If we have a number greater than n we often reduce it modulo n first - again using the division algorithm. For example if we want to find 11+3 mod 8, its often easier to calculate 3 + 3 (mod 8) rather than reducing 14 mod 8. A trick that's often used is that, say, if we have 6 + 7 (mod 8) we can use negative numbers instead so the problem becomes -2 + -1 = -3 = 5 (mod 8).

We often use the second notation when we want to look at equations involving numbers modulo some n. For example, we may want to find a number x such that

3x ≡ 5 (mod 8)

We can find solutions by trial substitution (going through all the numbers 0 through 7), but what if the moduli are very large? We will look at a more systematic solution later.

Note: we often say that we are working in Zn and use equals signs throughout. Familiarize yourself with the three ways of writing modular equations and expressions.

### The Consistency of Modular Arithmetic

Let ${\displaystyle n\geq 2}$ denote an arbitrary base. Given an arbitrary integer ${\displaystyle x}$, the sequence of integers ${\displaystyle ...,x-2n,x-n,x,x+n,x+2n,...}$ are all congruent to each other modulo ${\displaystyle n}$:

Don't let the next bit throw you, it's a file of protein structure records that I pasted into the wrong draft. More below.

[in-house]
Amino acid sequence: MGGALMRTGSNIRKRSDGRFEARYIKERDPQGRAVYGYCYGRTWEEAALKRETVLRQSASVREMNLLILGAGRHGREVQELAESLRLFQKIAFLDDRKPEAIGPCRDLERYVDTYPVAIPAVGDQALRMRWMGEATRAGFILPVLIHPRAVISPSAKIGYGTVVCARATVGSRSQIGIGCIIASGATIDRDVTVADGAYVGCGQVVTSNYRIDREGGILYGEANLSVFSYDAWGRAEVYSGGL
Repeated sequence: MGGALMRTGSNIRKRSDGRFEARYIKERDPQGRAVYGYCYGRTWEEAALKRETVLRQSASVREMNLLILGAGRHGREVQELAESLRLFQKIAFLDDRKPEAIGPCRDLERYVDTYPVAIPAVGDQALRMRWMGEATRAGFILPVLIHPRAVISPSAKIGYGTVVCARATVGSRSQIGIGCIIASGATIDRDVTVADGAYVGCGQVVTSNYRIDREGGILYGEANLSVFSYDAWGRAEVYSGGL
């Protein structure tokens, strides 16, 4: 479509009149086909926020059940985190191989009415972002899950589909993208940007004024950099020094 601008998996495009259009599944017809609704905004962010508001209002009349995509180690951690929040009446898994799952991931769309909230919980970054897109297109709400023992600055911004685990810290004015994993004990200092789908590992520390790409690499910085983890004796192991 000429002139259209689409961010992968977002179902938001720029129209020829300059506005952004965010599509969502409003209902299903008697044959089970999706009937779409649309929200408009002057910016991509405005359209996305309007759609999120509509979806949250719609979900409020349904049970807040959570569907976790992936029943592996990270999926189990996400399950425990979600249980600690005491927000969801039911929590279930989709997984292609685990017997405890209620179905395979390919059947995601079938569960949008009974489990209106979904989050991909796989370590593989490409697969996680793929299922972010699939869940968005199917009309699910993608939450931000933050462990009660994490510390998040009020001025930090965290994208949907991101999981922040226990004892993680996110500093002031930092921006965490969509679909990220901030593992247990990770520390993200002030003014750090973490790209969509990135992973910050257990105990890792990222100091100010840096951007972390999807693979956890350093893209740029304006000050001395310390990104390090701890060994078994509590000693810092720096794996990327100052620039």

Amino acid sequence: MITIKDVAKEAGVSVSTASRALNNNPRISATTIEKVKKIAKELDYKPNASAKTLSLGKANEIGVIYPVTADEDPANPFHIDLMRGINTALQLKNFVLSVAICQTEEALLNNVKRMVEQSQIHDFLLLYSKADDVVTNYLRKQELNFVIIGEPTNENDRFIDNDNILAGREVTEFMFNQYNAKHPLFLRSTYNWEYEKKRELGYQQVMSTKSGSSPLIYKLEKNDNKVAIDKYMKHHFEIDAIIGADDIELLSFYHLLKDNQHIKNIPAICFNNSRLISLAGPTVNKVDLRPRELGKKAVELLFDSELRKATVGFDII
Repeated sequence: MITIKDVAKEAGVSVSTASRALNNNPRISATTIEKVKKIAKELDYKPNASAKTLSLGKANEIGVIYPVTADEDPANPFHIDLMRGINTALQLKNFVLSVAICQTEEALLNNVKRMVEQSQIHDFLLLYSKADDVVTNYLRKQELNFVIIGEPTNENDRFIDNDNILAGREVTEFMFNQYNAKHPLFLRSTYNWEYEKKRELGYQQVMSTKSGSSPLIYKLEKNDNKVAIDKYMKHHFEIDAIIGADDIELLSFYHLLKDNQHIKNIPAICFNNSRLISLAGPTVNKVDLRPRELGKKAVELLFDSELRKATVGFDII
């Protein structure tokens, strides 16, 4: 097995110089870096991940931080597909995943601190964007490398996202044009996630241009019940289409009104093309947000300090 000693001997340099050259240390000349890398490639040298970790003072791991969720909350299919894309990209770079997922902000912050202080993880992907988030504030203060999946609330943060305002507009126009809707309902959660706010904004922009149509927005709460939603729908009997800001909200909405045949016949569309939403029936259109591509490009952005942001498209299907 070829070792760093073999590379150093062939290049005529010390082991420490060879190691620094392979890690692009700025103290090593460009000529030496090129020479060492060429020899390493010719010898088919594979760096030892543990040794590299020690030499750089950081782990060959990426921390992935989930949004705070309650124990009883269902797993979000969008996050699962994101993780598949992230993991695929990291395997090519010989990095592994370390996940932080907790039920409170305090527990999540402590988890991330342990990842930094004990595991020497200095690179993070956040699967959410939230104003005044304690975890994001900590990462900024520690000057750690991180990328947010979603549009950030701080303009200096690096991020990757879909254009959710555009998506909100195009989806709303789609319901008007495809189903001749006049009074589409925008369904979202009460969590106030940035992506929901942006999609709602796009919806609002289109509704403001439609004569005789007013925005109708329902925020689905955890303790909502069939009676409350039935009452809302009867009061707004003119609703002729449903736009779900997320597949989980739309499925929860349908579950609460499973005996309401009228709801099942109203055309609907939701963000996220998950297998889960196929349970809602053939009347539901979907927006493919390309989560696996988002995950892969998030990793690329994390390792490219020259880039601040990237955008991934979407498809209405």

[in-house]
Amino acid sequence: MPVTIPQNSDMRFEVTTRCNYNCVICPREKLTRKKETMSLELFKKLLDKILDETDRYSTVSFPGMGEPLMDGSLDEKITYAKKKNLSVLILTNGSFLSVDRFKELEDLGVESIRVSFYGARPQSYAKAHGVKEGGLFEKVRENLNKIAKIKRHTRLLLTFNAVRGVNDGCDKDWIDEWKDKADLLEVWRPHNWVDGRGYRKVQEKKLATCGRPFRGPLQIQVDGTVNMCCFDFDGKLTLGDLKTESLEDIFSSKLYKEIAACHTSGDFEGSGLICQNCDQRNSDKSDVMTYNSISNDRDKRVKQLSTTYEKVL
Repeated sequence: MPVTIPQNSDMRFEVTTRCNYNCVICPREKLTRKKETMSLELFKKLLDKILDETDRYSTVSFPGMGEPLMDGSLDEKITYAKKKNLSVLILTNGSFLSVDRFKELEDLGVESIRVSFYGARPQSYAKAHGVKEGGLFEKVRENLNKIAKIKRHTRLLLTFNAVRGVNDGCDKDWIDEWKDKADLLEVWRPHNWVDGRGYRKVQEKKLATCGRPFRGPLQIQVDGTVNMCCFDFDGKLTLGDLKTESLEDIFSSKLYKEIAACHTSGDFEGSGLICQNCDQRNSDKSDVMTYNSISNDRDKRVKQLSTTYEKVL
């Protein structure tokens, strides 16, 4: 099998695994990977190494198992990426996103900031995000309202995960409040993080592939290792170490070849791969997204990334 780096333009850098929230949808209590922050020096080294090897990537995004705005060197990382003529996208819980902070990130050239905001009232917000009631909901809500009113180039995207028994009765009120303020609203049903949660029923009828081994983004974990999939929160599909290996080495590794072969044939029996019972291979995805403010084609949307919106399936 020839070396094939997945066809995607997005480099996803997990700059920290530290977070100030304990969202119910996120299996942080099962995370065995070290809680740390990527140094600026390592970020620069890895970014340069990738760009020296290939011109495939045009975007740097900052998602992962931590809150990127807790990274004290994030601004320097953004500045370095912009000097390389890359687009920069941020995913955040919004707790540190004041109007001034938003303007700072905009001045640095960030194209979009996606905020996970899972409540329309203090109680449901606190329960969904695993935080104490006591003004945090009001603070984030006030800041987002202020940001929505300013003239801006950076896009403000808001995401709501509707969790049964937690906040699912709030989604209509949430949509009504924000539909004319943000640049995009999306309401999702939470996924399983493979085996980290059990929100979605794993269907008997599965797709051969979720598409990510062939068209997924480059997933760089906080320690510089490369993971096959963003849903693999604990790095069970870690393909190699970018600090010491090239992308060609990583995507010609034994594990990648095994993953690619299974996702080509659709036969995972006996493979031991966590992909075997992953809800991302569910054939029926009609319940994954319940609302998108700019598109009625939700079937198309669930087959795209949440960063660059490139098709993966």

${\displaystyle ...\equiv x-2n\equiv x-n\equiv x\equiv x+n\equiv x+2n\equiv ...\;\;({\text{mod}}\;n)}$

In modular arithmetic, it should be possible to substitute an arbitrary integer ${\displaystyle x}$ in place of integer ${\displaystyle y}$ provided that ${\displaystyle x\equiv y\;\;({\text{mod}}\;n)}$.

This means that:

• Given arbitrary integers ${\displaystyle x_{1},x_{2}}$ and ${\displaystyle y_{1},y_{2}}$, if ${\displaystyle x_{1}\equiv x_{2}\;\;({\text{mod}}\;n)}$ and ${\displaystyle y_{1}\equiv y_{2}\;\;({\text{mod}}\;n)}$, then ${\displaystyle x_{1}+y_{1}\equiv x_{2}+y_{2}\;\;({\text{mod}}\;n)}$.